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MEN OF MATHEMATICS
Gudermann's idea was to base everything on the power series
expansion of the functions. (This statement will have to do for
the moment; its meaning mil become clear when we describe
one of the leading motivations of the work of Weierstrass.) This
really was a good new idea, and Gudermann slaved over it with
overwhelming German thoroughness for years without, perhaps,
realizing what lay behind his inspiration, and himself never
carried it through. The important thing to note here is that
Weierstrass made the theory of power series - Gudermann's
inspiration - the nerve of all his work in analysis. He got the
idea from Gudermann, whose lectures he attended. In later life,
contemplating the scope of the methods he had developed in
analysis, Weierstrass was wont to exclaim, "There is nothing
but power series!*
At the opening lecture of Gudermann's course on elliptic
functions (he called them by a different name, but that is of no
importance) there were thirteen auditors. Being in love with his
subject the lecturer quickly left the earth and was presently
soaring practically alone in the aether of pure thought. At the
second lecture only one auditor appeared and Gudermann was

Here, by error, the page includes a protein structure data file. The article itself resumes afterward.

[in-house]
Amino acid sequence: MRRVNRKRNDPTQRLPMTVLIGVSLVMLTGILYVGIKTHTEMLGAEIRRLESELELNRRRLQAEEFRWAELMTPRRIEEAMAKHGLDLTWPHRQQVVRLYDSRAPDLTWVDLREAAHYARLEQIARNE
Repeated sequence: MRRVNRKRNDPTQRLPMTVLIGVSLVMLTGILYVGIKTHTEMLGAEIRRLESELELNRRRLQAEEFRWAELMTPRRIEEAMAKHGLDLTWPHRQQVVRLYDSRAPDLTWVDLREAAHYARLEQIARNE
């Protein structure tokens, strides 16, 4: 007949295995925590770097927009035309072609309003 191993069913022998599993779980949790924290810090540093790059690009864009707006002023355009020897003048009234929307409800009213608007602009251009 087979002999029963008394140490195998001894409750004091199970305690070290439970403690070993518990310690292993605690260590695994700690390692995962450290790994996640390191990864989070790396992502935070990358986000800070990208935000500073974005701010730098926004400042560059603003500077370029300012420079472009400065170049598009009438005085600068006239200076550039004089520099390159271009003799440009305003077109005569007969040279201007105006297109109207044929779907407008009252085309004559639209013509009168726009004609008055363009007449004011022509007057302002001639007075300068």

happy. The solitary student was Weierstrass. Thereafter no
incautious third party ventured to profane the holy communion
between the lecturer and his unique disciple. Gudermann and
Weierstrass were fellow Catholics; they got along splendidly
together.
Weierstrass was duly grateful for the pains Gudermann
lavished on him, and after he had become famous he seized
every opportunity - the more public the better - to proclaim
his gratitude for what Gudermann had done for him. The debt
was not inconsiderable: it is not every professor who can drop
a faint like the one - power series representation of functions as
a point of attack - which inspired Weierstrass. In addition to
the lectures on elliptic functions, Gudermann also gave Weier-
strass private lessons on 'analytical spherics* - whatever that
may have been.
In 1841, at the age of twenty-six, Weierstrass took his exam-
inations for his teacher's certificate. The examination was in
two sections, written and oral. For the first he was allowed six
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